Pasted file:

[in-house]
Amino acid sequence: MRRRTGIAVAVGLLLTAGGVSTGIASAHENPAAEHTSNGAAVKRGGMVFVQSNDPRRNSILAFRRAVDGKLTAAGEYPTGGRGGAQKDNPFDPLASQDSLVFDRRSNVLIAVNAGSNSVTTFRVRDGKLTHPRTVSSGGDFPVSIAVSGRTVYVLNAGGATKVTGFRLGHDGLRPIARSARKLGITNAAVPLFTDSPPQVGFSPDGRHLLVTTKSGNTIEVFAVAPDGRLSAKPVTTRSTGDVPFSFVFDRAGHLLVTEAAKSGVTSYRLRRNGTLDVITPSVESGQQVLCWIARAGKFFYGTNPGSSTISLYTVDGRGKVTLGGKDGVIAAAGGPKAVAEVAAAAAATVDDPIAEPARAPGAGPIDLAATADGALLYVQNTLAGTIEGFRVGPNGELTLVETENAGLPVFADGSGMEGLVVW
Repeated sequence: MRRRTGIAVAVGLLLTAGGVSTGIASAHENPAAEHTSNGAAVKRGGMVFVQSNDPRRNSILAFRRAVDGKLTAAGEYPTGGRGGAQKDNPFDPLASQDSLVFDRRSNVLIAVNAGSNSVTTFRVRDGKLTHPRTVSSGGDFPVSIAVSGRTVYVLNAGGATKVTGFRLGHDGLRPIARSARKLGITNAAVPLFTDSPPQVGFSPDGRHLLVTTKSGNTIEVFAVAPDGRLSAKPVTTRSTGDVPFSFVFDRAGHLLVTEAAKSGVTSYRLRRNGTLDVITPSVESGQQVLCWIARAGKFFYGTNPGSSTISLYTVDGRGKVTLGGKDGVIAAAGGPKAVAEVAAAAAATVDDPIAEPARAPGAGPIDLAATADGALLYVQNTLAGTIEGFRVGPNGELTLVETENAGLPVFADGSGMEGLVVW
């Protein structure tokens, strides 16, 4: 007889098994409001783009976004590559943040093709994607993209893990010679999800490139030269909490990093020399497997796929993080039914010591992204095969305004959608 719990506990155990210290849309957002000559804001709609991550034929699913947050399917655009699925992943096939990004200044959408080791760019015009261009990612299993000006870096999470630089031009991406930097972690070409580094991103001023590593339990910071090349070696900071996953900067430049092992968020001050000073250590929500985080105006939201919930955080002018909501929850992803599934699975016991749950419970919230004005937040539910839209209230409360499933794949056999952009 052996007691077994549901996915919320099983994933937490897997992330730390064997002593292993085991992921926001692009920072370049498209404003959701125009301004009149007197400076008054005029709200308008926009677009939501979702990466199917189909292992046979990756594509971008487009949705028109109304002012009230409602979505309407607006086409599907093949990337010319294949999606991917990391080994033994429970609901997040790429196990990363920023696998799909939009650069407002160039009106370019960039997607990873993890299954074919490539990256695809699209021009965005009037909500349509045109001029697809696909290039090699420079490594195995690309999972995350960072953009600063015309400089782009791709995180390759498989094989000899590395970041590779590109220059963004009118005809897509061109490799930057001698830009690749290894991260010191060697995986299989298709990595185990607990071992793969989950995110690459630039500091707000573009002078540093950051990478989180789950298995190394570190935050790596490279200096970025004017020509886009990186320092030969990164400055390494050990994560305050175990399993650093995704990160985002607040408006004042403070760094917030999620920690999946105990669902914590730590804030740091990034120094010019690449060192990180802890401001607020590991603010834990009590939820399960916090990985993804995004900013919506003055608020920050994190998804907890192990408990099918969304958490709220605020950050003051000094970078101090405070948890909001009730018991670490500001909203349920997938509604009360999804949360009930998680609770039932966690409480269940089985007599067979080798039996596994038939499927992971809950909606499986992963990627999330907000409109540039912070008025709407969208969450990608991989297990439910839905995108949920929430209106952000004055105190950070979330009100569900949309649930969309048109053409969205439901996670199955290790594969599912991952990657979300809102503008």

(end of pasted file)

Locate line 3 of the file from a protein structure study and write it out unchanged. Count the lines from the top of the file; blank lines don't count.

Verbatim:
Repeated sequence: MRRRTGIAVAVGLLLTAGGVSTGIASAHENPAAEHTSNGAAVKRGGMVFVQSNDPRRNSILAFRRAVDGKLTAAGEYPTGGRGGAQKDNPFDPLASQDSLVFDRRSNVLIAVNAGSNSVTTFRVRDGKLTHPRTVSSGGDFPVSIAVSGRTVYVLNAGGATKVTGFRLGHDGLRPIARSARKLGITNAAVPLFTDSPPQVGFSPDGRHLLVTTKSGNTIEVFAVAPDGRLSAKPVTTRSTGDVPFSFVFDRAGHLLVTEAAKSGVTSYRLRRNGTLDVITPSVESGQQVLCWIARAGKFFYGTNPGSSTISLYTVDGRGKVTLGGKDGVIAAAGGPKAVAEVAAAAAATVDDPIAEPARAPGAGPIDLAATADGALLYVQNTLAGTIEGFRVGPNGELTLVETENAGLPVFADGSGMEGLVVW